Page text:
Lately, at a certain point in the afternoon, when I’ve got the pigs slopped, the hay baled, the chickens plucked and the chores done, I take a few minutes and review the latest postings to wardrobe remix, a little Flickr site that I stumbled upon a few months ago.
WR is dedicated to all those of us who daily crawl out of bed, limp to our mirrors and scratch our heads in frustration. It is how real women of all ages and sizes use whatever is in their closets, cupboards and drawers to express themselves. (I think it was Isaac Mizrahi who said that fashion is, after all, a form of entertainment.) It has few rules — age 16+, total body shots, including shoes, the poster needs to say where the individual pieces come from, no collages or multiple shots — so the fashion combinations are at times crazy bizarre unique. And yet I’ve found this site to be more interesting and inspiring than any fashion magazine I’ve ever read.
It’s real people wearing real clothes, and many of their favorites are from thrift stores, discount outlets and relatives’ closets. Asian girls revel in their odd (to me, anyway) combinations of prints, Australian women incur deep seasonal jealousy by wearing sundresses and flip flops, European women demonstrate the best in Euro-style, collegiate fashionistas contort themselves in fashion-model stances — and they are surrounded by punk rockers, hippie chicks, thrift-store junkies and middle-aged fashion veterans.
There’s a teacher in Australia whose students must surely wait by the door everyday to see what wild and wonderful combination of colors, prints and jewelry she’ll be sporting. A punk chick seems to change her Day-Glo hair color weekly, with aplomb. A farm wife in Iowa wears thrift-store treasures that make her life look anything but ordinary. A woman in the Midwest with a terrific knack for layering has a link to her blog, where she meditates on fashion and its place in history, psychology and popular culture.
These are just women living their lives. Most are pretty, but not model-beautiful, and their wardrobes wouldn’t make it on the pages of InStyle or Vogue. Yet to me they are so compelling, so REAL.
Along with the fashion parade is a glimpse into the homes of these clothes horses. Hopefully I’m not being too voyeuristic, but I’m actually somehow comforted by the normalcy of most of their living arrangements, with their couches, floor coverings, knick-knacks, spouses/housemates and pets. The living quarters seen in the margins of their photos are sometimes cluttered with evidence of their lives, REAL lives. Their spaces don’t look like TV or magazine sets, but are areas where real people live real, interesting and sometimes messy existences.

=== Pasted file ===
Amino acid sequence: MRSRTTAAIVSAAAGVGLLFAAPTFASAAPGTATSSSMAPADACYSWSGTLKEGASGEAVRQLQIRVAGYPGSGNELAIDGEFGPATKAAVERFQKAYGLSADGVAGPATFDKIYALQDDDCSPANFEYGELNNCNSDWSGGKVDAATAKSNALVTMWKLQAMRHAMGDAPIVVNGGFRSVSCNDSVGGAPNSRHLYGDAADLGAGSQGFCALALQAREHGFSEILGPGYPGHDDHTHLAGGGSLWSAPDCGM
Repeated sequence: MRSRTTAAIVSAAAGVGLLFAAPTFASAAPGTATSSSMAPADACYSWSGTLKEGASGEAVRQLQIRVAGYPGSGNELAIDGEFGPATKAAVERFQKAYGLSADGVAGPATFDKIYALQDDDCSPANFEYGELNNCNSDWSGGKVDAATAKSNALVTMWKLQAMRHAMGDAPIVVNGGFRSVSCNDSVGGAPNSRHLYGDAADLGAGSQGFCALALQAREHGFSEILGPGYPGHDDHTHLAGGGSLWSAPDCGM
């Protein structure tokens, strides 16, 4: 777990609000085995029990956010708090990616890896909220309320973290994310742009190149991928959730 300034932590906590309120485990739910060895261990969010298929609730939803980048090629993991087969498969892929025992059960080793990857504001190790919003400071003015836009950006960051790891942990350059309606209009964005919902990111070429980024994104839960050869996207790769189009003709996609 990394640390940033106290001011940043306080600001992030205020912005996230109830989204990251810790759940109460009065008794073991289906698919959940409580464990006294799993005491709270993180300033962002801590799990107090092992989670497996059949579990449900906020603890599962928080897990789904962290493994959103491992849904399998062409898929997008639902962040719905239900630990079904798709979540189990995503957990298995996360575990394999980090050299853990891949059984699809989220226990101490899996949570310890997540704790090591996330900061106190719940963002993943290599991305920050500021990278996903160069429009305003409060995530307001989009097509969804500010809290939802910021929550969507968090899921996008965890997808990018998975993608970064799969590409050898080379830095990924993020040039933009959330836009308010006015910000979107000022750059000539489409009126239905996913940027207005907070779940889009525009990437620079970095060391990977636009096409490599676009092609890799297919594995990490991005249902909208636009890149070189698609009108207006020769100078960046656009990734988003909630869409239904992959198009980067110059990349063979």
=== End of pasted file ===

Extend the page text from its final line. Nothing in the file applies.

Sometimes for the college-age women, it’s a single room or even a communal bathroom that forms the background, while other models stand on wooden floors in front of doors, interesting art or overflowing bookcases. (I’d love to be able to read some of the titles.) Some of them even have messy, overgrown yards — I can relate! One of my favorite backdrops belongs to an chick who poses in front of her flat, standing on a doormat that reads “Next Time Bring a Warrant.” (Needless to say, her sense of style has ATTITUDE.)
If you look at the site, you might initially think I’m nuts. (“She actually went out of the house looking like THAT?”) But scroll through a few photos and you’ll likely find someone whose personal flair and style sense make her look like someone you’d like to know. (“Her” is probably incorrect, as there are a few brave males who post as well.)
Maybe I watch too much TV and read too many magazines. Perhaps I’ve overdosed on air-brushed perfection. Apparently I have finally realized that, for example, Oprah’s guests (and the Queen of TV herself) have been primped and corseted and fussed over within an inch of their very lives before they set foot on her set, and that they bear little resemblance to whatever it is that crawls out of their individual beds in the morning. Whatever the cause, I find that I have a deep unrelenting hunger for whatever is really REAL, and wardrobe remix seems to help satisfy some of that craving.